The Republic Masthead

For the birds


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Being a bird has, I’m sure, its advantages and disadvantages. For example, while you can sing like, well, like a bird, forget accompanying yourself on piano or guitar.

And while dining on worms sounds somewhat less than appealing, who wouldn’t love to be able to fly?

With the ability to fly comes the ability to cover a lot of territory, searching out just the right location every spring for the family nest. Personally, I’d opt for something out in the country, a nice tree in the woods where I could savor my morning worm while sitting on the deck, enjoying the peace and quiet.

But judging from the goings-on at my Columbus home, some birds prefer to live in town. This spring we’ve had two bird couples build nests in bushes right up against our house.

I first noticed the robin’s nest while hooking the garden hose to the spigot next to a big bush at the back of the house. I knew something was going on when a robin flew out of the bush, landed on the fence and proceeded to call me every name in the book.

While I don’t speak robin, even a human could tell this lady was not inviting me in for a nice plate of worms. From her reaction, I can only assume she had babies in the nest.

I chose not to push my luck by investigating further. Instead, finishing my work as quickly as possible, I apologized for the intrusion and backed away, muttering something along the lines of “Hey, I lived here first.”

A few days later I noticed our cat, Stella, crouched on the back of the couch, staring intently at a tall bush just outside the living room window. When I went to see what had her undivided attention, I saw Mr. and Mrs. Cardinal inside the bush, looking at a small twig lying in the V where two branches met.

They were chirping loudly back and forth. I don’t speak cardinal either, but if I had to guess, I’d say the discussion went something like this.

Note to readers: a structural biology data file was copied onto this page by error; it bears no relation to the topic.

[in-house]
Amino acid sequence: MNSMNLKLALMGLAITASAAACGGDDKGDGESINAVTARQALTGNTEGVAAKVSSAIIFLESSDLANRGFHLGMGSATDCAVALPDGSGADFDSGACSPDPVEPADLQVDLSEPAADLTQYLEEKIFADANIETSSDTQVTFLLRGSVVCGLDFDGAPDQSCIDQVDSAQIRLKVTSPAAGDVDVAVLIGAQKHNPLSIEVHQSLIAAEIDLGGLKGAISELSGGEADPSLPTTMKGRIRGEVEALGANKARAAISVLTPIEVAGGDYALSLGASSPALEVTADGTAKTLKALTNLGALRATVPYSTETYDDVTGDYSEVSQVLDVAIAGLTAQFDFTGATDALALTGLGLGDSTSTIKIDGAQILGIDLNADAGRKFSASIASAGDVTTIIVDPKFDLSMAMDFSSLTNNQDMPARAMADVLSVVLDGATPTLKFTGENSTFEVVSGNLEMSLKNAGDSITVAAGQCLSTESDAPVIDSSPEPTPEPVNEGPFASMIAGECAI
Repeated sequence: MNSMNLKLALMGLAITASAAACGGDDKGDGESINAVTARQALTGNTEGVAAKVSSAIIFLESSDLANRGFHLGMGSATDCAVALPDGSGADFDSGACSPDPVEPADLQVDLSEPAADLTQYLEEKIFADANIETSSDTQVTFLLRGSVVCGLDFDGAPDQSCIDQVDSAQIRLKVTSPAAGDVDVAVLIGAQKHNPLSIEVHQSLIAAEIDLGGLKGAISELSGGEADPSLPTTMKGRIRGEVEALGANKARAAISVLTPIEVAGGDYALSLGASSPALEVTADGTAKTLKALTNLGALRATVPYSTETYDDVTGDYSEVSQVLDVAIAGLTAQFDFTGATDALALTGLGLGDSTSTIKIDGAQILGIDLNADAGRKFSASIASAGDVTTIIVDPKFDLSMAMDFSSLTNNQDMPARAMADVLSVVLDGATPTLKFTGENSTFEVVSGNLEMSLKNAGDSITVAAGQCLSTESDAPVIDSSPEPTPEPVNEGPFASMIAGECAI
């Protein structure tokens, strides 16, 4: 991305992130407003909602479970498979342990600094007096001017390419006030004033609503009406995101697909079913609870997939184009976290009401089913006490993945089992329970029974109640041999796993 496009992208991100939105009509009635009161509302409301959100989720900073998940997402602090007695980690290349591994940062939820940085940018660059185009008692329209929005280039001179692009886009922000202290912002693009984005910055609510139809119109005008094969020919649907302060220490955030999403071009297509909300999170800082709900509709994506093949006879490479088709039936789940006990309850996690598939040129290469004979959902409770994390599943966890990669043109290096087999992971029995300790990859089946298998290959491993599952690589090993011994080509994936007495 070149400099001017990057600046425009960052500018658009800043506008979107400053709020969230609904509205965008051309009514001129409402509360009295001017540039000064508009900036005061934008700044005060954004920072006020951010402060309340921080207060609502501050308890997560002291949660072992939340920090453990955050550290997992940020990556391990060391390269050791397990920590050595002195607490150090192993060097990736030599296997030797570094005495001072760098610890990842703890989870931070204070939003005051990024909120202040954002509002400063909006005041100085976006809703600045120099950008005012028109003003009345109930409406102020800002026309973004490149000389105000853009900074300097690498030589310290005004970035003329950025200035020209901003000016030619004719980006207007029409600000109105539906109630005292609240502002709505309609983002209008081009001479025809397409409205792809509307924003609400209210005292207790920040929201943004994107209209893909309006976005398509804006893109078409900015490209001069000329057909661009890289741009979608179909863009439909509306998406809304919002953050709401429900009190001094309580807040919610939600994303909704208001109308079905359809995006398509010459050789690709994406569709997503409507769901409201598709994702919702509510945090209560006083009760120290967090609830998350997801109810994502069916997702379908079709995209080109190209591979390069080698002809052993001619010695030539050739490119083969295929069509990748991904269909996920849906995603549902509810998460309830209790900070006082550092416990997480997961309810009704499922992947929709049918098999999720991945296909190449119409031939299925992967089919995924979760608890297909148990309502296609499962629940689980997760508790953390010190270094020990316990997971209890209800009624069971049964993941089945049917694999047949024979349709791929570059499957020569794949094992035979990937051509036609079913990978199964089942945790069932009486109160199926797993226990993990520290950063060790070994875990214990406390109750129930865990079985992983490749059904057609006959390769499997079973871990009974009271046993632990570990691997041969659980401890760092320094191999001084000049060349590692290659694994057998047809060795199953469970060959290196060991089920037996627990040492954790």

“Move it to the right just a little.”

“There?”

“A little more.”

“There?”

“A little more.”

“Is that OK?”

“No, move it back where it was.”

Apparently having a cat for a neighbor doesn’t bother these two, as over the course of the day Stella and I watched as one twig became many, and the Cardinal family moved into its new home just before dark.

As I write this, we’re eagerly awaiting the arrival of their offspring.

Sadly, it hasn’t all been joy in bird land at our house. We actually had a third nest for a while. A couple of small, gray birds decided to set up housekeeping in a flower basket hanging next to the front door.

As we’d come in and out of the house, the mother bird would fly away. We could see a tiny baby in the nest, usually with its mouth wide open. Sadly, one evening when we came home we found flies swarming around the nest. The baby had died.

I wondered if its mother had abandoned it, fed up with our frequent comings and goings so close to her nest. If so, I’m sorry, but hey, why didn’t she opt for that isolated tree in the woods?

I’m hoping the young robins and cardinals fare better, although I’ve had to chase away an annoying neighborhood cat a few times when I’ve found it camped out under the Cardinal residence.

With a yard teeming with rabbits, squirrels and chipmunks, we’ve always had quite the little urban wildlife refuge going on. This spring, we’ve expanded, adding a new avian maternity wing for birds that for some reason prefer a bush in the city to a tree in the woods.

Who knows, maybe dad works in town and doesn’t want to commute.

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